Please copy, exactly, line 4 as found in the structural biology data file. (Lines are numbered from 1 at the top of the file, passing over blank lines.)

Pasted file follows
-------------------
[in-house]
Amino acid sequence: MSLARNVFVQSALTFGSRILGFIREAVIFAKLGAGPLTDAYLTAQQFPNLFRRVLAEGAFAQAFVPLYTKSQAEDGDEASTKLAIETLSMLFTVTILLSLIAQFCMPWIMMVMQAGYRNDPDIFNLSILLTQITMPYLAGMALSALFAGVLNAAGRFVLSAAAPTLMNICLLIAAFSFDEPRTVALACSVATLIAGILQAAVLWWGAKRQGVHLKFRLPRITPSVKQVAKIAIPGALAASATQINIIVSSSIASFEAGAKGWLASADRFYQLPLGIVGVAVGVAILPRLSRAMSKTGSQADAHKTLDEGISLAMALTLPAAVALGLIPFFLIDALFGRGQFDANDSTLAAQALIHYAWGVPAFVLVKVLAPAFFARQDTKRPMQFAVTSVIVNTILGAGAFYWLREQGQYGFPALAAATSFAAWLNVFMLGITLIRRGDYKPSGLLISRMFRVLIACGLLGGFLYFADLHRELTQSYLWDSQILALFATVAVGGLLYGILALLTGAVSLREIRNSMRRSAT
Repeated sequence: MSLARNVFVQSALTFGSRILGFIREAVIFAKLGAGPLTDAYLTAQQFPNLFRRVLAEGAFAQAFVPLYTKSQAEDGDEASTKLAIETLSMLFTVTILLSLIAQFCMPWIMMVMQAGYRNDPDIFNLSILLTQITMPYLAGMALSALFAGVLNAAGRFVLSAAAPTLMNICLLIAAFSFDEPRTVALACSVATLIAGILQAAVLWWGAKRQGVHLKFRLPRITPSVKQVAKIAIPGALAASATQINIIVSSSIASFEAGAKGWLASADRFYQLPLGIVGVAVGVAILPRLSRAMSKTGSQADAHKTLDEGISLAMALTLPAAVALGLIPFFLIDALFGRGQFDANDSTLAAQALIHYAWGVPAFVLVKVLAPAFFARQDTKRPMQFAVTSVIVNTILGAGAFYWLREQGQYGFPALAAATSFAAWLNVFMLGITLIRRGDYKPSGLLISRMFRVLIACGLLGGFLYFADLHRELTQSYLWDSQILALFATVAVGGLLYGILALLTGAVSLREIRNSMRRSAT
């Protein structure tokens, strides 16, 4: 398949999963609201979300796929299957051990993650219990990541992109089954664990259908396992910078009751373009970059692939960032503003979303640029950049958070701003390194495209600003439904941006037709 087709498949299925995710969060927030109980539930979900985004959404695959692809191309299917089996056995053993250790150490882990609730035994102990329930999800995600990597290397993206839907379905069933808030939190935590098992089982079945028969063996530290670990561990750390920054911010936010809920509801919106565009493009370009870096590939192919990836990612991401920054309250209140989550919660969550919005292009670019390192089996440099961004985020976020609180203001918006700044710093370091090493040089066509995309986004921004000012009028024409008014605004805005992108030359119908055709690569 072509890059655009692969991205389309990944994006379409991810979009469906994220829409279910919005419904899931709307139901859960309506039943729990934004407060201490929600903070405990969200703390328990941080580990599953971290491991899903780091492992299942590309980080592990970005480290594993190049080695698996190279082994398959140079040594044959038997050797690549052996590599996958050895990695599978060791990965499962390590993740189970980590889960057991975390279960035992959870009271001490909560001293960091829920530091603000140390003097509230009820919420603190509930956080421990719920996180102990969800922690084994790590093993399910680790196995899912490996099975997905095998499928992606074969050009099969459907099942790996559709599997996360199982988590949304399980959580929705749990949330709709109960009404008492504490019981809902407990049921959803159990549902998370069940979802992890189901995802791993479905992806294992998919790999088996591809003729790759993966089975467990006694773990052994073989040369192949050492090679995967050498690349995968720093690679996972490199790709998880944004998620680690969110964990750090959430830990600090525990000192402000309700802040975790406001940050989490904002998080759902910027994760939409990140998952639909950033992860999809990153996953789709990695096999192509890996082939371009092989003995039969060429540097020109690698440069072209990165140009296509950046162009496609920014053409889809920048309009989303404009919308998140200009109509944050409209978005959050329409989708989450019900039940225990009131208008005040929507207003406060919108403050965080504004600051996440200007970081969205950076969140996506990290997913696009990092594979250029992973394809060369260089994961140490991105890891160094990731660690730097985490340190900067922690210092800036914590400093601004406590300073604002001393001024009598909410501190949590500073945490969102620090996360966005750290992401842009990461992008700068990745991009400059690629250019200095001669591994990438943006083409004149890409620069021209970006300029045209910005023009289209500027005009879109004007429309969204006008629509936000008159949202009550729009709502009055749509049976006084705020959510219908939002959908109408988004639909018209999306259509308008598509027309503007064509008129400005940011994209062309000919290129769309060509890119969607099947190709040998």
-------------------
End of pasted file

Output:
């Protein structure tokens, strides 16, 4: 398949999963609201979300796929299957051990993650219990990541992109089954664990259908396992910078009751373009970059692939960032503003979303640029950049958070701003390194495209600003439904941006037709 087709498949299925995710969060927030109980539930979900985004959404695959692809191309299917089996056995053993250790150490882990609730035994102990329930999800995600990597290397993206839907379905069933808030939190935590098992089982079945028969063996530290670990561990750390920054911010936010809920509801919106565009493009370009870096590939192919990836990612991401920054309250209140989550919660969550919005292009670019390192089996440099961004985020976020609180203001918006700044710093370091090493040089066509995309986004921004000012009028024409008014605004805005992108030359119908055709690569 072509890059655009692969991205389309990944994006379409991810979009469906994220829409279910919005419904899931709307139901859960309506039943729990934004407060201490929600903070405990969200703390328990941080580990599953971290491991899903780091492992299942590309980080592990970005480290594993190049080695698996190279082994398959140079040594044959038997050797690549052996590599996958050895990695599978060791990965499962390590993740189970980590889960057991975390279960035992959870009271001490909560001293960091829920530091603000140390003097509230009820919420603190509930956080421990719920996180102990969800922690084994790590093993399910680790196995899912490996099975997905095998499928992606074969050009099969459907099942790996559709599997996360199982988590949304399980959580929705749990949330709709109960009404008492504490019981809902407990049921959803159990549902998370069940979802992890189901995802791993479905992806294992998919790999088996591809003729790759993966089975467990006694773990052994073989040369192949050492090679995967050498690349995968720093690679996972490199790709998880944004998620680690969110964990750090959430830990600090525990000192402000309700802040975790406001940050989490904002998080759902910027994760939409990140998952639909950033992860999809990153996953789709990695096999192509890996082939371009092989003995039969060429540097020109690698440069072209990165140009296509950046162009496609920014053409889809920048309009989303404009919308998140200009109509944050409209978005959050329409989708989450019900039940225990009131208008005040929507207003406060919108403050965080504004600051996440200007970081969205950076969140996506990290997913696009990092594979250029992973394809060369260089994961140490991105890891160094990731660690730097985490340190900067922690210092800036914590400093601004406590300073604002001393001024009598909410501190949590500073945490969102620090996360966005750290992401842009990461992008700068990745991009400059690629250019200095001669591994990438943006083409004149890409620069021209970006300029045209910005023009289209500027005009879109004007429309969204006008629509936000008159949202009550729009709502009055749509049976006084705020959510219908939002959908109408988004639909018209999306259509308008598509027309503007064509008129400005940011994209062309000919290129769309060509890119969607099947190709040998």